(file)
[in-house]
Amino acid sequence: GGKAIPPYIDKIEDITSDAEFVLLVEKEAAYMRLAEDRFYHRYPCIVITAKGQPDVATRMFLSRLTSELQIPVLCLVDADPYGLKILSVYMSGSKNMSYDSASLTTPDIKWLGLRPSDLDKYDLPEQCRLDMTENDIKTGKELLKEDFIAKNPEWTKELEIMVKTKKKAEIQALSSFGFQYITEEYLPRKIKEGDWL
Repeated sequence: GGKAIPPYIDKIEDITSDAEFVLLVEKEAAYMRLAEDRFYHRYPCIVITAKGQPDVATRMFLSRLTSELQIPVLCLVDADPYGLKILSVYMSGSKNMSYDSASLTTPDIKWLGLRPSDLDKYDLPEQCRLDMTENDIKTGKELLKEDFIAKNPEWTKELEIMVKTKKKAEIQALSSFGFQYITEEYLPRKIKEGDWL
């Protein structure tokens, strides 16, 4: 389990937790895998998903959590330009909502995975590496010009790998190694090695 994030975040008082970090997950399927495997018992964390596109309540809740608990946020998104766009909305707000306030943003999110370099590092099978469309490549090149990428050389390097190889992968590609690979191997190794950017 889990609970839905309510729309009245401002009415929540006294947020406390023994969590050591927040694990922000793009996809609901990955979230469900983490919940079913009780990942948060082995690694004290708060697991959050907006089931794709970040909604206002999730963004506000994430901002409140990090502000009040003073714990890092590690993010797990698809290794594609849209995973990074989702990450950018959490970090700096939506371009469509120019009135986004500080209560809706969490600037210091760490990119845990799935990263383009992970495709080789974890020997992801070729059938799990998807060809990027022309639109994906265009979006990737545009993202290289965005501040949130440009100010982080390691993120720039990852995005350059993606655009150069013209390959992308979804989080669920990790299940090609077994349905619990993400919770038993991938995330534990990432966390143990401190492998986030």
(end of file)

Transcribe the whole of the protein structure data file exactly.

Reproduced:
[in-house]
Amino acid sequence: GGKAIPPYIDKIEDITSDAEFVLLVEKEAAYMRLAEDRFYHRYPCIVITAKGQPDVATRMFLSRLTSELQIPVLCLVDADPYGLKILSVYMSGSKNMSYDSASLTTPDIKWLGLRPSDLDKYDLPEQCRLDMTENDIKTGKELLKEDFIAKNPEWTKELEIMVKTKKKAEIQALSSFGFQYITEEYLPRKIKEGDWL
Repeated sequence: GGKAIPPYIDKIEDITSDAEFVLLVEKEAAYMRLAEDRFYHRYPCIVITAKGQPDVATRMFLSRLTSELQIPVLCLVDADPYGLKILSVYMSGSKNMSYDSASLTTPDIKWLGLRPSDLDKYDLPEQCRLDMTENDIKTGKELLKEDFIAKNPEWTKELEIMVKTKKKAEIQALSSFGFQYITEEYLPRKIKEGDWL
């Protein structure tokens, strides 16, 4: 389990937790895998998903959590330009909502995975590496010009790998190694090695 994030975040008082970090997950399927495997018992964390596109309540809740608990946020998104766009909305707000306030943003999110370099590092099978469309490549090149990428050389390097190889992968590609690979191997190794950017 889990609970839905309510729309009245401002009415929540006294947020406390023994969590050591927040694990922000793009996809609901990955979230469900983490919940079913009780990942948060082995690694004290708060697991959050907006089931794709970040909604206002999730963004506000994430901002409140990090502000009040003073714990890092590690993010797990698809290794594609849209995973990074989702990450950018959490970090700096939506371009469509120019009135986004500080209560809706969490600037210091760490990119845990799935990263383009992970495709080789974890020997992801070729059938799990998807060809990027022309639109994906265009979006990737545009993202290289965005501040949130440009100010982080390691993120720039990852995005350059993606655009150069013209390959992308979804989080669920990790299940090609077994349905619990993400919770038993991938995330534990990432966390143990401190492998986030």